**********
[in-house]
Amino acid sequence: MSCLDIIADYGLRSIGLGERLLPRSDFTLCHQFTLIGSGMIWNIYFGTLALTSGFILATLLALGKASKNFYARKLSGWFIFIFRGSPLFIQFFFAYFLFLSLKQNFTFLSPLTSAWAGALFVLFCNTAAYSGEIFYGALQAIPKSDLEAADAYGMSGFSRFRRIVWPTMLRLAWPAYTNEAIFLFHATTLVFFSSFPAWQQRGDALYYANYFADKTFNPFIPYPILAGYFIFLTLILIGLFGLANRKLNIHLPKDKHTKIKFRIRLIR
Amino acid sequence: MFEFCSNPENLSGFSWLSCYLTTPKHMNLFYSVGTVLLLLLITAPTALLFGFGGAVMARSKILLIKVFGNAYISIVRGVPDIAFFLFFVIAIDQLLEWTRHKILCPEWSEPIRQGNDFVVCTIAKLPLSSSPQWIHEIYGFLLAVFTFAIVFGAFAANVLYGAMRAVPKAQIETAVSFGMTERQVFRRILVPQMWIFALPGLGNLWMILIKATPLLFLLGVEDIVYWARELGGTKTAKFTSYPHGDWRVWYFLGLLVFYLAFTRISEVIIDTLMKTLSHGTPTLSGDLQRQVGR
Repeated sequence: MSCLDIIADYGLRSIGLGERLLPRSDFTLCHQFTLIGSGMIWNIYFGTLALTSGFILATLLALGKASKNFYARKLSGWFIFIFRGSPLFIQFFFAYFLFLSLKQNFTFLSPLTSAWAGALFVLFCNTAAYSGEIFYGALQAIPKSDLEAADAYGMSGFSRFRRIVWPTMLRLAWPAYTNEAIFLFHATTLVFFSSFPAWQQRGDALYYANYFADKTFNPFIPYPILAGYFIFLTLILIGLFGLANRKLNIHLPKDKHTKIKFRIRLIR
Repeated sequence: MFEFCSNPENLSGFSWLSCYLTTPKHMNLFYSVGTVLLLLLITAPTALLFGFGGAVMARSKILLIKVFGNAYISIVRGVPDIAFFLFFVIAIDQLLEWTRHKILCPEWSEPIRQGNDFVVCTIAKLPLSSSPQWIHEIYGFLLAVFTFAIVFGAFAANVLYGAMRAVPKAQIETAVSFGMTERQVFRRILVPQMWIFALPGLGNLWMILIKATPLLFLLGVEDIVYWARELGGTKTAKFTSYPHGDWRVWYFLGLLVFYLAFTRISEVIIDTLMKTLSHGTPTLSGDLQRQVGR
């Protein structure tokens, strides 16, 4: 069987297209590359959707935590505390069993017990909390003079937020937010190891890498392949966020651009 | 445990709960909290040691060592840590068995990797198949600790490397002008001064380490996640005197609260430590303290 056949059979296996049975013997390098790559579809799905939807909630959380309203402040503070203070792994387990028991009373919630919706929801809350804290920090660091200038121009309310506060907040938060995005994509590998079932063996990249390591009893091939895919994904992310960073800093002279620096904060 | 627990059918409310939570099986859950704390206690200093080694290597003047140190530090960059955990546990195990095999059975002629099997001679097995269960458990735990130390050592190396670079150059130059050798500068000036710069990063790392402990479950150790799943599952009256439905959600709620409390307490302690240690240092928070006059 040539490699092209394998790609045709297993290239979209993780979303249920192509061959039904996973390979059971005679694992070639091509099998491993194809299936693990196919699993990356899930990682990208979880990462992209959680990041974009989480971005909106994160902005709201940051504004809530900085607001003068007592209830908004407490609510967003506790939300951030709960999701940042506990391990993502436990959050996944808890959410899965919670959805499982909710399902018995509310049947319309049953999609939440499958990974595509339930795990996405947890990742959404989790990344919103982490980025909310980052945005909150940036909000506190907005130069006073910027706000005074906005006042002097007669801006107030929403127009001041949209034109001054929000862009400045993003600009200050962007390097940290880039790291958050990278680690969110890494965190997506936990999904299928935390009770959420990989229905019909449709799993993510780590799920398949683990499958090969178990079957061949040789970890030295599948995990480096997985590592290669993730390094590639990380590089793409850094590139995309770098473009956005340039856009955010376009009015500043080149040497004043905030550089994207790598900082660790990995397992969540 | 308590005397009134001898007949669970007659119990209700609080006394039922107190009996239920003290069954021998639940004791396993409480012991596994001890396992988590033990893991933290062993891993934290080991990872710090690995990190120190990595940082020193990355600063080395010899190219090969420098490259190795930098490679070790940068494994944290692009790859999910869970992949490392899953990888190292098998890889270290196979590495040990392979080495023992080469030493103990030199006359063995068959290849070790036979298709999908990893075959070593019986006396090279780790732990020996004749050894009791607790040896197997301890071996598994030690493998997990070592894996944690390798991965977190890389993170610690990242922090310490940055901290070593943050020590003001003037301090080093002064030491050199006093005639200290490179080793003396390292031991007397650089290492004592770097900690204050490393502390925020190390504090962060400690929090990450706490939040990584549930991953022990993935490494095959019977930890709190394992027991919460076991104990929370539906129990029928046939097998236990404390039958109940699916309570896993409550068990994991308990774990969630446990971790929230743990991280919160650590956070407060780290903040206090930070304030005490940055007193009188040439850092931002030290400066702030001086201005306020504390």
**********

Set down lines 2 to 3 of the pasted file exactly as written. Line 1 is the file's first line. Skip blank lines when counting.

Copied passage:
Amino acid sequence: MSCLDIIADYGLRSIGLGERLLPRSDFTLCHQFTLIGSGMIWNIYFGTLALTSGFILATLLALGKASKNFYARKLSGWFIFIFRGSPLFIQFFFAYFLFLSLKQNFTFLSPLTSAWAGALFVLFCNTAAYSGEIFYGALQAIPKSDLEAADAYGMSGFSRFRRIVWPTMLRLAWPAYTNEAIFLFHATTLVFFSSFPAWQQRGDALYYANYFADKTFNPFIPYPILAGYFIFLTLILIGLFGLANRKLNIHLPKDKHTKIKFRIRLIR
Amino acid sequence: MFEFCSNPENLSGFSWLSCYLTTPKHMNLFYSVGTVLLLLLITAPTALLFGFGGAVMARSKILLIKVFGNAYISIVRGVPDIAFFLFFVIAIDQLLEWTRHKILCPEWSEPIRQGNDFVVCTIAKLPLSSSPQWIHEIYGFLLAVFTFAIVFGAFAANVLYGAMRAVPKAQIETAVSFGMTERQVFRRILVPQMWIFALPGLGNLWMILIKATPLLFLLGVEDIVYWARELGGTKTAKFTSYPHGDWRVWYFLGLLVFYLAFTRISEVIIDTLMKTLSHGTPTLSGDLQRQVGR